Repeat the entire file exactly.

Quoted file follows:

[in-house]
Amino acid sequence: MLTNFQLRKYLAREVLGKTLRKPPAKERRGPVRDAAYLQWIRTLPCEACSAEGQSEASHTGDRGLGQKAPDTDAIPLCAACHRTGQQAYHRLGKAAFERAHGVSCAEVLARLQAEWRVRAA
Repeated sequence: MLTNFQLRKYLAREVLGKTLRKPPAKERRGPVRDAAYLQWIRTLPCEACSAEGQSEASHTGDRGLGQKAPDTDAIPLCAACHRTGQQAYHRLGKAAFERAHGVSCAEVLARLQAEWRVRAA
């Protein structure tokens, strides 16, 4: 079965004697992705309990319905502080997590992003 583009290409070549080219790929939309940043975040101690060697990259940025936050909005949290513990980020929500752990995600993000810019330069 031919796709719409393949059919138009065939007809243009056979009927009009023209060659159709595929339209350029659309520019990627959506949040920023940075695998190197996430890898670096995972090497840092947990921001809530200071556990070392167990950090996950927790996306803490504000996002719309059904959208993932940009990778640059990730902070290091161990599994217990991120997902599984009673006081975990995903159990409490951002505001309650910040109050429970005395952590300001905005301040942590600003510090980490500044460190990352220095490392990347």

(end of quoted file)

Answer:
[in-house]
Amino acid sequence: MLTNFQLRKYLAREVLGKTLRKPPAKERRGPVRDAAYLQWIRTLPCEACSAEGQSEASHTGDRGLGQKAPDTDAIPLCAACHRTGQQAYHRLGKAAFERAHGVSCAEVLARLQAEWRVRAA
Repeated sequence: MLTNFQLRKYLAREVLGKTLRKPPAKERRGPVRDAAYLQWIRTLPCEACSAEGQSEASHTGDRGLGQKAPDTDAIPLCAACHRTGQQAYHRLGKAAFERAHGVSCAEVLARLQAEWRVRAA
């Protein structure tokens, strides 16, 4: 079965004697992705309990319905502080997590992003 583009290409070549080219790929939309940043975040101690060697990259940025936050909005949290513990980020929500752990995600993000810019330069 031919796709719409393949059919138009065939007809243009056979009927009009023209060659159709595929339209350029659309520019990627959506949040920023940075695998190197996430890898670096995972090497840092947990921001809530200071556990070392167990950090996950927790996306803490504000996002719309059904959208993932940009990778640059990730902070290091161990599994217990991120997902599984009673006081975990995903159990409490951002505001309650910040109050429970005395952590300001905005301040942590600003510090980490500044460190990352220095490392990347």